The Waldo Canyon Fire, the most destructive wildfire in Colorado history, remains stuck at 98 percent containment due to smoke spotted near Blodgett Peak last weekend.
Firefighters had estimated that full containment would have been reached last Saturday, but Forest Service spokesman Jack Horner told the Colorado Springs Gazette that firefighters want "24 hours without smoke" before they call it 100 percent contained.
Authorities announced that smoke was not visible in the Blodgett Peak area on Monday, however now that rains have subsided and temperatures have increased again firefighters expected smoke to be visible again on Tuesday. The areas smoldering are on a very steep face of the peak and overhang a flat green area that has not yet burned, according to InciWeb.org.
92 firefighters continue mop up efforts and continue to monitor and support utility infrastructure repair.
On Monday, Interior Secretary Ken Salazar, former Colorado Springs resident, surveyed the destruction from the wildfire that consumed 18,247 acres, swallowed 347 homes and killed two people. Salazar said that there will be "better days ahead," but also warned that the West has not seen the end of the worst wildfire season in a decade, the Colorado Independent reported.
The National Interagency Fire Center's latest report shows that there are increased chances of wildfires for most of Colorado from now through October.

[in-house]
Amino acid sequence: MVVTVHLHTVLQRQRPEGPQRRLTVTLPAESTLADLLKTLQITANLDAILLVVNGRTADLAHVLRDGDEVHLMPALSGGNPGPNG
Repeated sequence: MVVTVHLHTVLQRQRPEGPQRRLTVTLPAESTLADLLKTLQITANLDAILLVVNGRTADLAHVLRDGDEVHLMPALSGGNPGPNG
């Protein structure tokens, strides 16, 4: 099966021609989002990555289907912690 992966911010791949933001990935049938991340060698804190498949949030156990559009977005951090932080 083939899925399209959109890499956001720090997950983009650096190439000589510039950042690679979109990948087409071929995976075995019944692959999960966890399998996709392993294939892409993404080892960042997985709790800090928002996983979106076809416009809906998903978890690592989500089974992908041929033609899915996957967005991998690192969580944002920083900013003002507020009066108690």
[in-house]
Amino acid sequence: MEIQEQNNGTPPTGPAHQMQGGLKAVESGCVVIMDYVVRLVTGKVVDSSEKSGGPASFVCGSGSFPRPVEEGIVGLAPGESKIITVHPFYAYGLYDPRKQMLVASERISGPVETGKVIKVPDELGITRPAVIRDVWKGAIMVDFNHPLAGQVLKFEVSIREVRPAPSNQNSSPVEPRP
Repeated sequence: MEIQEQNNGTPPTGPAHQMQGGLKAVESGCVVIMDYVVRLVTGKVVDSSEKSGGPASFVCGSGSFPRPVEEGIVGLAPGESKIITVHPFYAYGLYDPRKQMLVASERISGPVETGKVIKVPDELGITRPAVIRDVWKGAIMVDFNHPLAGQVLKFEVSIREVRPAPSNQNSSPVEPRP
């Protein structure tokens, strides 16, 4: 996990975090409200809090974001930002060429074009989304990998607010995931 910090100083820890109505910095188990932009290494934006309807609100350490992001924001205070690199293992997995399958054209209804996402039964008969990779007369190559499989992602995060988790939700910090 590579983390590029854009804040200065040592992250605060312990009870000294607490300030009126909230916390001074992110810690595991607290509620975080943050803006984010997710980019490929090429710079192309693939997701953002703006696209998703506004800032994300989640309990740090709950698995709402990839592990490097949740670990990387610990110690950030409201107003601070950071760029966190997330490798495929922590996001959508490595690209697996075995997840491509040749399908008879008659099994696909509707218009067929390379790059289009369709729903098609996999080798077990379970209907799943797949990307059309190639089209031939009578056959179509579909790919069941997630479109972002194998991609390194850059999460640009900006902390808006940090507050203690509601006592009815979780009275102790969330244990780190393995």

Meanwhile, officials in El Paso and Teller counties are trying to determine why two-thirds of the 32,000 evacuated residents did not receive emergency calls telling them to evacuate -- more than 20,000 evacuation calls were simply not delivered, according to The Associated Press.
The reverse-call provider, Cassidian Communications, has said that some calls were not completed due to the heavy volume of calls on the network. However, phone company officials said that the phones were working fine during the time of the evacuation.
Investigators in El Paso County located the Waldo Canyon Fire's point of origin last week, but they aren't revealing the exact location just yet.
“For the sake of safeguarding the integrity of the investigation I will not be discussing specifics on where that location is,” said Lt. Jeff Kramer with the El Paso County Sheriff’s office on Thursday morning.
However, coordinates obtained by The Denver Post along with dispatch recordings of firefighter conversations suggest that the origin may be on a ridge along the Waldo Canyon hiking trail west of Colorado Springs.
Although the cause of the fire is still under investigation the National Weather Service said that for June 23, the official date of origin of the fire, and for the day prior the skies were clear and no thunderstorms were observed meaning the likelihood of the fire being started by lightning are slim.